By Darrell Todd Maurina
Curry County’s insurance carrier paid $120,000 to settle a lawsuit with the family of a woman who died in the county jail last year, insurance officials said on Wednesday.
The attorney for the estate of Joyce Acy said settlements have also been reached with other parties in the lawsuit, but he was barred from disclosing financial details.
Other defendants in the lawsuit include Plains Regional Medical Center, the city of Clovis, law officers and medical staff members.
Acy died of cocaine intoxication while in law officers’ custody in May 2002.
Michael Garrett, who represented Acy’s estate in the lawsuit, said the total amount received by his clients was significantly more than the portion paid by Curry County.
“It sounds like it is a small amount for a life, and it would be, but that was just one amount among many,” Garrett said.
Garrett said the Acy case is closed with no pending actions that could lead to more legal action or more financial payments.
“My clients are happy that this has been settled,” Garrett said.
City Manager Ray Mondragon and interim hospital administrator Wes White said they could not disclose the settlement amounts and referred inquiries to their attorneys in Albuquerque.
Those attorneys could not be reached for comment on Wednesday.
The federal lawsuit was dismissed in February when all parties agreed to a confidential settlement.
The Clovis News Journal has repeatedly asked for terms of the settlement, citing the state’s open records laws. The newspaper’s request were denied until the county’s settlement terms were released on Wednesday.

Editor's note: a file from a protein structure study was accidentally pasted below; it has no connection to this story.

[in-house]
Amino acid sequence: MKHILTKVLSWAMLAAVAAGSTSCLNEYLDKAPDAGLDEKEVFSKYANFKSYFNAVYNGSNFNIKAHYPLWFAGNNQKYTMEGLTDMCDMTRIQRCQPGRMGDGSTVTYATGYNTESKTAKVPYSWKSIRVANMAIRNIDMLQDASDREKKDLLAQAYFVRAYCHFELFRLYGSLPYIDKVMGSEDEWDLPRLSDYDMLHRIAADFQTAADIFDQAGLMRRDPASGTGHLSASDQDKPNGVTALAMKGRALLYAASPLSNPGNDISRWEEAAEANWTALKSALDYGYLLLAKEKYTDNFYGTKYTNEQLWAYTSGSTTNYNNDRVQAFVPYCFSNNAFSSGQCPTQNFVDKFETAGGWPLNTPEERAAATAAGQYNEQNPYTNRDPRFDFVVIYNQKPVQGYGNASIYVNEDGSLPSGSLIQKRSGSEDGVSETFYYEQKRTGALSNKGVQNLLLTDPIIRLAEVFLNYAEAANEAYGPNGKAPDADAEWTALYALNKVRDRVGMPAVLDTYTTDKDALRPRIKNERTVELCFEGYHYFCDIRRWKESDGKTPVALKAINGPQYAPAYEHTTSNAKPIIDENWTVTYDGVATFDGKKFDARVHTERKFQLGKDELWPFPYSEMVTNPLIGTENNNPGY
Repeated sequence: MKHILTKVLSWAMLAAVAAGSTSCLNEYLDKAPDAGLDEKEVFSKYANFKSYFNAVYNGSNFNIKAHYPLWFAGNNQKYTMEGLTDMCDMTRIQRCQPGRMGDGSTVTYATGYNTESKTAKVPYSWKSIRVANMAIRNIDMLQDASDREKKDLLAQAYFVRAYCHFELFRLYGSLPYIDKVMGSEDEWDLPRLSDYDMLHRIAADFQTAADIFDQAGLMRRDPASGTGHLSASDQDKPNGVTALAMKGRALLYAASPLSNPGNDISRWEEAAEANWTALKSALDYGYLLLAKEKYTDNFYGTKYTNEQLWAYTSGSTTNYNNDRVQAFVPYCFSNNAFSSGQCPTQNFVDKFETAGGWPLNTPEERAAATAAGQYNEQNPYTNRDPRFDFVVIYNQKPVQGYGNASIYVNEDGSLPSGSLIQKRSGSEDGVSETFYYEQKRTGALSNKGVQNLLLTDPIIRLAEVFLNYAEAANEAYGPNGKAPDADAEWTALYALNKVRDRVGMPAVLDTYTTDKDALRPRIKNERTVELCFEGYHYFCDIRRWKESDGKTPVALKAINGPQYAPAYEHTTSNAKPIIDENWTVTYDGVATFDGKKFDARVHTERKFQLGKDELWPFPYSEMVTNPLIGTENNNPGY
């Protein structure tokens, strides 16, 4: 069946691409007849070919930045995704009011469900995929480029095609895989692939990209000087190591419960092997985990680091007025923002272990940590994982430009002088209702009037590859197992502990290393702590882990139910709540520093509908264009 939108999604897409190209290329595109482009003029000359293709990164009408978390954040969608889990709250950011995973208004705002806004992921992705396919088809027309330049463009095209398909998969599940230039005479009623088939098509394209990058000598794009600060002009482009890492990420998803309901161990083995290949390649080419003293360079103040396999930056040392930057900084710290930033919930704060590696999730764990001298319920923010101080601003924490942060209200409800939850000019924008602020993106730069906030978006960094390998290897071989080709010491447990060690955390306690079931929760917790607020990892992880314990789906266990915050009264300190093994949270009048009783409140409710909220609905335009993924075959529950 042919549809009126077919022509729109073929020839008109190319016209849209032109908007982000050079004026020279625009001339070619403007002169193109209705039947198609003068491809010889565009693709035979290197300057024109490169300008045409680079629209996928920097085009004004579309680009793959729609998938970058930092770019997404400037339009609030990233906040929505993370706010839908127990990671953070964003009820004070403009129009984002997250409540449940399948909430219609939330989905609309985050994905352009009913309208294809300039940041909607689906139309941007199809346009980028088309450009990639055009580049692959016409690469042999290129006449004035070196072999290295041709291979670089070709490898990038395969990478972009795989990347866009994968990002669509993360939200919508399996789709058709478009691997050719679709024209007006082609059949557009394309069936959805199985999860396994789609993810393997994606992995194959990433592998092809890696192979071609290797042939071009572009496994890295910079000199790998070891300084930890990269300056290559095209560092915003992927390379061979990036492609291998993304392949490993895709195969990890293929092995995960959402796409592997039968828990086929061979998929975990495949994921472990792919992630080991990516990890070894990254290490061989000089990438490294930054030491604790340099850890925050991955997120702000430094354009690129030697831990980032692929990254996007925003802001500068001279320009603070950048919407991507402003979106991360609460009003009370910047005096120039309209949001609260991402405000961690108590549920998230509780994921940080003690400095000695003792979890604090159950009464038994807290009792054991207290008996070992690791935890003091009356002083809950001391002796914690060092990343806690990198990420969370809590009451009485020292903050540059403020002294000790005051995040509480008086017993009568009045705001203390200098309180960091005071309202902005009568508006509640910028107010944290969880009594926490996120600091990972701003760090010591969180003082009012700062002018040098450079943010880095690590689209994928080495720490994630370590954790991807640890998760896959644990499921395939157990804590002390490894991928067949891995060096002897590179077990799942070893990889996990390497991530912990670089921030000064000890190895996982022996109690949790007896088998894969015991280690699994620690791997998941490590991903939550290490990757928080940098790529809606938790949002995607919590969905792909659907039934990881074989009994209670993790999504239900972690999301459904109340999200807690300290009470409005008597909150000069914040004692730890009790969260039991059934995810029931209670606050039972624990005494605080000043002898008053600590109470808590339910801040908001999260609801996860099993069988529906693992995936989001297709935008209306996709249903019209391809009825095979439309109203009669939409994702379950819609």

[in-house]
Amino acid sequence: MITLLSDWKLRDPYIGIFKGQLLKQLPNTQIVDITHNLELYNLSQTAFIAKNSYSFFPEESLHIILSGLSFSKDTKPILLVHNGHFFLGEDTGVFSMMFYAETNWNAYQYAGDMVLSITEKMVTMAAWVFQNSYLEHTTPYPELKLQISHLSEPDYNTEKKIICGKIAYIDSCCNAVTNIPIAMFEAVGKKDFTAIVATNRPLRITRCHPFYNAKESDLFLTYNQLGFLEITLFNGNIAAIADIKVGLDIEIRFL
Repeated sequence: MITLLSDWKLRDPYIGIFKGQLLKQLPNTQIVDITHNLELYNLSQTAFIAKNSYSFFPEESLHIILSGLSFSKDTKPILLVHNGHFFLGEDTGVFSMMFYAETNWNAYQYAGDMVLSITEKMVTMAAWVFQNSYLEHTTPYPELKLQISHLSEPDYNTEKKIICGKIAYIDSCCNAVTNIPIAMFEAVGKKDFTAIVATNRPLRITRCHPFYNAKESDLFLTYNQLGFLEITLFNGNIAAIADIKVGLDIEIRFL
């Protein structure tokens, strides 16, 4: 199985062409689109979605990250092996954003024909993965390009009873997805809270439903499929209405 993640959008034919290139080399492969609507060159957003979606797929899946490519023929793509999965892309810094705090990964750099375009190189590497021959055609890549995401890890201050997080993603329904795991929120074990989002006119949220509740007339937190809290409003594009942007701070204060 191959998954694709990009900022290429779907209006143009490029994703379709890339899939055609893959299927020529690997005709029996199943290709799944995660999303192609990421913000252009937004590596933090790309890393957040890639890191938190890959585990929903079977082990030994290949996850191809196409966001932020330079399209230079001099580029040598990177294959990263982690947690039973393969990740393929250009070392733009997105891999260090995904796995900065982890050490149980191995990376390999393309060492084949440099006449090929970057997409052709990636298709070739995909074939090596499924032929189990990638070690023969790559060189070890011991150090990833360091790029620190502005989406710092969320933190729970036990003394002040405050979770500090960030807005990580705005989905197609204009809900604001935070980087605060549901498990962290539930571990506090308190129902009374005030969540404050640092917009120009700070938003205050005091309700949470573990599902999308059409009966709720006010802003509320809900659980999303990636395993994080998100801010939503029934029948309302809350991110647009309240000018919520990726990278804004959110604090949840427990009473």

Steve Copelman, risk manager with the New Mexico Association of Counties, said the February settlement of $120,000 was a “full and final release of all claims by the estate” against the county in the death of Joyce Acy.
Curry County Commission Chairman Tim Ashley said the settlement should not lead to higher bills for taxpayers. Ashley said the settlement was paid out of insurance money rather than county general funds and the county’s insurance rates are not likely to increase because of the settlement.
Police said Acy swallowed crack cocaine when she was arrested on drug charges on May 14, 2002. While Acy was initially taken to Plains Regional Medical Center so her stomach could be pumped, medical staff there failed to dislodge all the “rocks” of crack cocaine in her system, some of which had been swallowed and some partially inhaled, autopsy reports show.
Acy’s relatives subsequently filed a federal lawsuit on behalf of her estate and her two minor children alleging that law officers and medical personnel were negligent in returning her to the jail rather than seeking further medical treatment when it was requested by Acy and other inmates.
The county commission chairman agreed with Acy’s attorney on at least one point: Both are happy to see the litigation end.
“Most definitely,” said Ashley, when asked whether he was glad the case is over.
However, Ashley said he is not pleased the county’s insurance company had to pay.
“It’s a little disappointing in my opinion,” Ashley said. “I guess it has to do with the society we live in that people do harm to themselves and hold other people responsible.”